Nieuwsbrief Celebrate Recovery
Nieuwsbrief over Celebrate Recovery
October 1, 2005
There is a way which seemeth right unto a man,
but the end thereof are the ways of death. (Proverbs 14:12)
I recently attended the Celebrate Recovery Summit 2005 at Saddleback Church in Southern California. The primary purpose of the conference was to train new leaders who would return to their churches and inaugurate the Celebrate Recovery (CR) program. Saddleback’s pastor, Rick Warren, describes CR as “a biblical and balanced program to help people overcome their hurts, habits, and hang-
As a long-
Nevertheless, other thoughts ran through my mind as I reviewed whether or not I had missed something significant in my previous criticisms of 12-
To begin with, 12-
Celebrate Recovery began 14 years ago at Saddleback and is used in more than 3,500 churches today, making it evangelical Christianity’s most prominent and widely exported 12-
Celebrate Recovery is a very complex methodology that attempts to bring biblical adjustments to the 12-
Reflecting A.A.’s influence upon CR, the term “Recovery” is significant. All those in A.A. are “recovering” alcoholics, who, according to A.A., never completely recover. Recovery is a term that primarily denotes a process of physical healing. A.A. teaches that alcoholism is a disease for which there is no ultimate cure. Although CR rejects A.A.’s view of alcoholism as a disease and calls it sin, the title nevertheless promotes the A.A. concept in contradiction to what the Bible teaches. Sin is not something from which a believer is “in recovery.” Sin is confessed by the sinner and forgiven by God. The believer is cleansed of the sin right then. “I said, I will confess my transgressions unto the LORD; and thou forgavest the iniquity of my sin” (Ps 32:5).
At the 2005 Celebrate Recovery Summit, every speaker introduced himself or herself in the A.A. “recovery” mode, with this “Christianized” difference: “Hi, I’m so and so…and I’m a believer in Jesus Christ who struggles with issues of (alcohol, drug, codependency, sex, or whatever) addiction.” The audience then applauded to affirm the individual for overcoming the “denial” of his or her habitual sin. Not to confess some “addiction” or specific sin struggle raises suspicions of “being in denial.” Throughout the three-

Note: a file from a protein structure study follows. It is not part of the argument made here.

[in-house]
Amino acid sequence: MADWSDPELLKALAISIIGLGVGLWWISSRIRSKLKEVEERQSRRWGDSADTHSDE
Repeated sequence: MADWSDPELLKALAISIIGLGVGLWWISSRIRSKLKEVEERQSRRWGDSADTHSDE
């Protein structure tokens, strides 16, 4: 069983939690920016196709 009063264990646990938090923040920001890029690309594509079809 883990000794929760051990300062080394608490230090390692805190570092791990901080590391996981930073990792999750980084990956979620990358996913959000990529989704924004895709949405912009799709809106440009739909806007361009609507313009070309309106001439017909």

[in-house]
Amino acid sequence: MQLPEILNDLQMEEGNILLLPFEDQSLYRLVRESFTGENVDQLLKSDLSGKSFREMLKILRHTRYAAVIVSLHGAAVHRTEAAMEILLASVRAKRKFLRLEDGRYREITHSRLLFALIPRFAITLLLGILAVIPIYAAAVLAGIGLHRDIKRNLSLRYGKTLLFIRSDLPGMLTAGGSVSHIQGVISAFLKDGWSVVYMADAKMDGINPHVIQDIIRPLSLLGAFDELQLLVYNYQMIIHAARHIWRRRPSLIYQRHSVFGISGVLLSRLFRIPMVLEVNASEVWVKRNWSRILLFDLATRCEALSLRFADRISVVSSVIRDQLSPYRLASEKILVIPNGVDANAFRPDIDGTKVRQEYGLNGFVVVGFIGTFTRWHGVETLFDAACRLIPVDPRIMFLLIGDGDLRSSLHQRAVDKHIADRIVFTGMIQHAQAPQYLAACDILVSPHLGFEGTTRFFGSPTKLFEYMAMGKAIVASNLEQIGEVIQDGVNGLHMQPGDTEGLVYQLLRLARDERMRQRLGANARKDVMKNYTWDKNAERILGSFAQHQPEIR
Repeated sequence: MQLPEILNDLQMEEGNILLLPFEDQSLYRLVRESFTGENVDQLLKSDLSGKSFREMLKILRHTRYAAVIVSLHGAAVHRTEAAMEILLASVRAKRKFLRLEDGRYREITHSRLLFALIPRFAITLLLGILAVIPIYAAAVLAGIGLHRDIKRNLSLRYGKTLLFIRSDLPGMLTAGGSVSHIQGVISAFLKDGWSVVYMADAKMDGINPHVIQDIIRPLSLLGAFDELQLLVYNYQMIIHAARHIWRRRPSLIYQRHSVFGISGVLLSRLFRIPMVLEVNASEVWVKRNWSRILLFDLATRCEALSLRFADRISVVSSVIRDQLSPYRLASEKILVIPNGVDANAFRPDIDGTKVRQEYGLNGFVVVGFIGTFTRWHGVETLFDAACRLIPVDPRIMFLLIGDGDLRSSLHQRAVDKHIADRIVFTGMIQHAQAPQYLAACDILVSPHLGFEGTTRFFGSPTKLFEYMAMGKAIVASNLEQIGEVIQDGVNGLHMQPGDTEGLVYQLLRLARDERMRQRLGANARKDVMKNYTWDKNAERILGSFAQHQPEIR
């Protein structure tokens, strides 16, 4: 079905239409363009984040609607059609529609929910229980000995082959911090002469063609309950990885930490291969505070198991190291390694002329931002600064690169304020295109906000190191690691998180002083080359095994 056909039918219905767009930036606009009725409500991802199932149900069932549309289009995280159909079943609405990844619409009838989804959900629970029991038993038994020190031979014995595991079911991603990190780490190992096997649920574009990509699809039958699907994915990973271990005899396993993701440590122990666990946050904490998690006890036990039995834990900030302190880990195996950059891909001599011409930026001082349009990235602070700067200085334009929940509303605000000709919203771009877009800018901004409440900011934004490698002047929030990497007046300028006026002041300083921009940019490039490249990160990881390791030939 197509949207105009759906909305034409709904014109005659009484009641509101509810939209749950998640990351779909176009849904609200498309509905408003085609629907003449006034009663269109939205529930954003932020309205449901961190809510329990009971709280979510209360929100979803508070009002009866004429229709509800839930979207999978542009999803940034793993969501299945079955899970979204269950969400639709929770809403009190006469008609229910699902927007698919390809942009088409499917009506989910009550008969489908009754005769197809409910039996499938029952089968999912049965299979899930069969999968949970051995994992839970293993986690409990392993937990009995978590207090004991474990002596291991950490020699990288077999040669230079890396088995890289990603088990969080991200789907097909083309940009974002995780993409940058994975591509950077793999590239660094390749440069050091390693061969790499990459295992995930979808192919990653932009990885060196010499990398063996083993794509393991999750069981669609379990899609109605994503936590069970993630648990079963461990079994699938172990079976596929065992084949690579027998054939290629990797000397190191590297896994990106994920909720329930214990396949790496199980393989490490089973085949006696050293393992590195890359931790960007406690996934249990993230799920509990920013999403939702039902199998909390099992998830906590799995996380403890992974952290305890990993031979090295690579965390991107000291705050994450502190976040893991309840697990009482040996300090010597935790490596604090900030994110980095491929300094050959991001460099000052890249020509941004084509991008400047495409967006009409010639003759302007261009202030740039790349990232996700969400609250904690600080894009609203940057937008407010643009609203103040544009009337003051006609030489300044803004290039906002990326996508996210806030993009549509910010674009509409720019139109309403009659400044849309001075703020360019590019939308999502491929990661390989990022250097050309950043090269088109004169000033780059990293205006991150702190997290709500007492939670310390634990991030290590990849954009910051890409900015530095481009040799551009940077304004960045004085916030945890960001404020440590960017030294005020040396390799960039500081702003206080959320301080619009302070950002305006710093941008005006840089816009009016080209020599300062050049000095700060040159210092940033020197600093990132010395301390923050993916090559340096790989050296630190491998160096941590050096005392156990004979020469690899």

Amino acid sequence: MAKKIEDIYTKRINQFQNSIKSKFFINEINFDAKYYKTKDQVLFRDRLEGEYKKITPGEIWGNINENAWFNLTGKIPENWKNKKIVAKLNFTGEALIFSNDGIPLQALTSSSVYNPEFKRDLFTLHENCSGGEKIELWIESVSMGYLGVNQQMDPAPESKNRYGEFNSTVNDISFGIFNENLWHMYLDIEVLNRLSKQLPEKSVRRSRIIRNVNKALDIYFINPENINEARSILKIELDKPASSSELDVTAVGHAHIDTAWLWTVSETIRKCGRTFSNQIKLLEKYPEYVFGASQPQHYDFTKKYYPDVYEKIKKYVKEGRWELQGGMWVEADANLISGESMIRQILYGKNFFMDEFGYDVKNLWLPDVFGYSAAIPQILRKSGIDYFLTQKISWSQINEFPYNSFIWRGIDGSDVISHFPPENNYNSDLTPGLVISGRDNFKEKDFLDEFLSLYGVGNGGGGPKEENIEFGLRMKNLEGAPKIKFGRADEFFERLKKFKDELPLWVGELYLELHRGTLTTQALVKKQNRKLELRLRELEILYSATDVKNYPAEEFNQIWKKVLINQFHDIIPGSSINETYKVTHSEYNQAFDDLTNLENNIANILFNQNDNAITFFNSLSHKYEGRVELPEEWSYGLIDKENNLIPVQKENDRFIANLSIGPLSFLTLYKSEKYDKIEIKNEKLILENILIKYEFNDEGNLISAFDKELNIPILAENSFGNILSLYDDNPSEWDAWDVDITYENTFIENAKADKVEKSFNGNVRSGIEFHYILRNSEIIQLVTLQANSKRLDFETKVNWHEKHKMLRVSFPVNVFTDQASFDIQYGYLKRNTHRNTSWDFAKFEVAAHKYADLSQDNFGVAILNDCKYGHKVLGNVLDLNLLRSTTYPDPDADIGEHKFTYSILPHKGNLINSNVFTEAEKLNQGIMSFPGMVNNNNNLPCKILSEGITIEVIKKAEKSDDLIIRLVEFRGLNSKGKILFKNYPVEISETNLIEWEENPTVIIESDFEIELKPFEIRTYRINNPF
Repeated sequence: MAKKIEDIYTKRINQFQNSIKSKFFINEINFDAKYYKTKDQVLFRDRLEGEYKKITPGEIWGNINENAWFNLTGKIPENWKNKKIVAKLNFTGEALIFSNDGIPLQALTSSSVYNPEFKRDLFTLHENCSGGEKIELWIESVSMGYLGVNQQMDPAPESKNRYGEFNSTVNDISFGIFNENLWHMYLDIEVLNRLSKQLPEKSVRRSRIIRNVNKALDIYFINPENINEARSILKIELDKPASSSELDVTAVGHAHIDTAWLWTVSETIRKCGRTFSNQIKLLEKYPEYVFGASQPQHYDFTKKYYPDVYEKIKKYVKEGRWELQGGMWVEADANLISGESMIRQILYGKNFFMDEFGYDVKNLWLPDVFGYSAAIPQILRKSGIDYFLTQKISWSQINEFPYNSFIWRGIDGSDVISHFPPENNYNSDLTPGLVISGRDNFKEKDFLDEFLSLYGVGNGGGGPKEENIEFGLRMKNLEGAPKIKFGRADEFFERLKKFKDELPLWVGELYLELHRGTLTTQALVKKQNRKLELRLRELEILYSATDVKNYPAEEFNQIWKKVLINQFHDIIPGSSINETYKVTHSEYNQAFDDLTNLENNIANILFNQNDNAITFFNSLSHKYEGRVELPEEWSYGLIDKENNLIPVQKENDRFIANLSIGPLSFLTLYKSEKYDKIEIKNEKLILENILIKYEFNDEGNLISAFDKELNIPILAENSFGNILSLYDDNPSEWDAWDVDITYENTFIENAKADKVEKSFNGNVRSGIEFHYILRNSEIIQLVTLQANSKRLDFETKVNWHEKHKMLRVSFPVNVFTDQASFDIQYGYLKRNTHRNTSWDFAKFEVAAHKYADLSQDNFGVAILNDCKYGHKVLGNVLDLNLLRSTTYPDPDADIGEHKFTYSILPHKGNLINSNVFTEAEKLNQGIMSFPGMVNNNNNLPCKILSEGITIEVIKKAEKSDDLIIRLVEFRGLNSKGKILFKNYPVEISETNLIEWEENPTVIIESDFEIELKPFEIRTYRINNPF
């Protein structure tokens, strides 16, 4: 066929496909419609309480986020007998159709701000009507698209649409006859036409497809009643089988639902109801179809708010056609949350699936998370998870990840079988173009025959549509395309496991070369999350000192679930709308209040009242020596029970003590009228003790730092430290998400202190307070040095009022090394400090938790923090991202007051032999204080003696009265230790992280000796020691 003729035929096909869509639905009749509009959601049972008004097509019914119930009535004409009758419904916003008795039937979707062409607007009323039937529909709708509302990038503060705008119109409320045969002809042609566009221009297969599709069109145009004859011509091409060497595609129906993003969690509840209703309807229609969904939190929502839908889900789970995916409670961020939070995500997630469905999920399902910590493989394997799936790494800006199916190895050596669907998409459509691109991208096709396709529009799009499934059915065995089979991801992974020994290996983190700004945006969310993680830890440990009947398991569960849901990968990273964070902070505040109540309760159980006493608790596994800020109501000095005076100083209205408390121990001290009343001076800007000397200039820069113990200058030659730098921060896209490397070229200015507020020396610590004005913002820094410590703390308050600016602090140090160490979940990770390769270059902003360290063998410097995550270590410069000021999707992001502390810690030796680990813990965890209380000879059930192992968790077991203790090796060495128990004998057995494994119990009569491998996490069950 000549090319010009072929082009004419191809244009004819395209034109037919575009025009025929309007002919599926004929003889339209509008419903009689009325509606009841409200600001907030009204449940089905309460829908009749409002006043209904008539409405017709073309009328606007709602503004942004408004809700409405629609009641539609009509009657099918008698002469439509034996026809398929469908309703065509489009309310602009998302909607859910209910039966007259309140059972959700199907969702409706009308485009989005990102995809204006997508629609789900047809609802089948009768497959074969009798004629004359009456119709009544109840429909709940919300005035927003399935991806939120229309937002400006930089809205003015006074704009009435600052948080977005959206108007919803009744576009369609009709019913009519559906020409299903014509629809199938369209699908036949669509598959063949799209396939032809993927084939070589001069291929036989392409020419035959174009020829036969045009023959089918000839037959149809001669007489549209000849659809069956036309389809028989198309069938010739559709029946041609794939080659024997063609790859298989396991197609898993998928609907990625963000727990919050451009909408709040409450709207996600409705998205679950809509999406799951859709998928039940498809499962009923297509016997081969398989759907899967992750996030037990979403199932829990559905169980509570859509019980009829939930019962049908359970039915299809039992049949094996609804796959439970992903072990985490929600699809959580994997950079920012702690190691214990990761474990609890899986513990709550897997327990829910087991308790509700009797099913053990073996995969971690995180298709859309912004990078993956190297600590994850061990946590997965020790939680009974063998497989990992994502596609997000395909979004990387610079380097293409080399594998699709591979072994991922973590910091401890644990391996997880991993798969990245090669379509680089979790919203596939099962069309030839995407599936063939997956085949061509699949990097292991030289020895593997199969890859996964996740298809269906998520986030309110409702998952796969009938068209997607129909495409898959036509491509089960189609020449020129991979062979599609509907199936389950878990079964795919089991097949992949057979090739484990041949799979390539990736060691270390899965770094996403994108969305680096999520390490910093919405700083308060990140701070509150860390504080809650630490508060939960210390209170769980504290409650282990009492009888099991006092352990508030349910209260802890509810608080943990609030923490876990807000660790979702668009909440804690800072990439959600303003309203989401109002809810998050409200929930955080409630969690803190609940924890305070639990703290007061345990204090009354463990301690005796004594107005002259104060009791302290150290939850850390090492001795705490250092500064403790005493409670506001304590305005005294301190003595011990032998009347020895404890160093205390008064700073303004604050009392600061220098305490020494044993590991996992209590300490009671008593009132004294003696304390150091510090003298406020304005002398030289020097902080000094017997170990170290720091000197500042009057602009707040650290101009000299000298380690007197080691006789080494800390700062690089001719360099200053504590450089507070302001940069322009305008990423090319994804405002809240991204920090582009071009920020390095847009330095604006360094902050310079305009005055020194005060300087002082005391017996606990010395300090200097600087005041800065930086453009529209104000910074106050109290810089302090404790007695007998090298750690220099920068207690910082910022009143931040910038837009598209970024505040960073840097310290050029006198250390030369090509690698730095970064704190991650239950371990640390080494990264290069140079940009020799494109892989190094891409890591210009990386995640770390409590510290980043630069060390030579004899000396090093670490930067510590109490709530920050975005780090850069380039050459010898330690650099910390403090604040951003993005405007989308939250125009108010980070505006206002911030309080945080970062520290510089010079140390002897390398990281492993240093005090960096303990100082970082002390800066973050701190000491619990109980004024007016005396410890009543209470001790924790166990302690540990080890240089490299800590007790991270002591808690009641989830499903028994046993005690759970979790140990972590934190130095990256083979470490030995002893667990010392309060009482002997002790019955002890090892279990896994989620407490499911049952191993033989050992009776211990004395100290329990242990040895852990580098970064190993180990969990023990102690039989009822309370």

Rick Warren, on video, reassured the Summit attendees that CR was no man-
Is God’s way completely sufficient to set one free from so-
How dependent is Celebrate Recovery upon (with minor modifications) A.A.’s 12 Steps? Completely! Those going through CR’s small group take from 12 to 16 months to complete the 12-
Warren’s CR program views the 12 Steps as generally compatible with Scripture yet seeks out verses that appear to biblically reinforce each step. In doing so, however, scriptural interpretations are forced upon concepts that either have no direct relationship to the Bible or that pervert the true interpretation of the scripture intended to support the particular step. CR’s attempt to use the Beatitudes as biblical principles for overcoming habitual sins, for example, is a serious distortion of the Word of God.
Search as you may, you’ll find no commentaries that even hint at such a use of the Beatitudes. Why? Simply because the Beatitudes all have to do with seeking the Kingdom of God and nothing to do with solving an individual’s so-
Consider, for example, the “Beatitudes-
In these foundational steps, Wilson is summarizing his beliefs based upon his experiences as a “recovering alcoholic.” He felt “powerless” because he believed alcoholism was an incurable disease that consequently made his life “unmanageable.” Since he couldn’t “cure” himself (although millions do without 12-
So why would Celebrate Recovery or the multitudes of other Christianized 12-
Pragmatism is the fuel that powers “the way that seems right” and governs much of what is being lauded in the church today. Not only is this unbiblical, but too often there is nothing beyond enthusiastic testimonials to support the claim that something actually works. The reality for the 12-
The many problems inherent within a Christianized 12-
CR’s entire program content is marbled with psychobabble such as this “solution” from its Adult Children of the Chemically Addicted group’s dogmas: “The solution is to become your own loving parent....You will recover the child within you, learning to accept and love yourself.”5 This is biblical?! Honoring the psychologically contrived “disorder” of codependency, CR’s Codependency and Christian Living group made this humanistic and biblically false statement: “Jesus taught....A love of self forms the basis for loving others.”6
Let no one think that presenting these critical concerns about Celebrate Recovery in any way lessens the biblical obligation (Gal 6) of the church to minister to those struggling with habitual sin. The issue is not whether we should minister, but how we should minister: man’s way or God’s way? Man’s way, or a mixture of biblical teaching and ungodly counsel, is contrary to God’s way. Man’s way leads to death. Applying Scripture to man’s way leads to a slower death, akin to what would result when pure water is added to a toxic drinking fountain. We desperately need to take heed to God’s admonition through the Prophet Jeremiah: “For my people have committed two evils; they have forsaken me the fountain of living waters, and hewed them out cisterns, broken cisterns, that can hold no water” (Jer 2:13). TBC
1. Celebrate Recovery Summit 2005 Handbook, 61.
2. Celebrate Recovery Senior Pastor Support Video, 2003.
3. The Harvard Mental Health Letter, Vol. 16, No. 12, 1-
4. Celebrate, 31.
5. Ibid., 342.
6. Ibid., 350.
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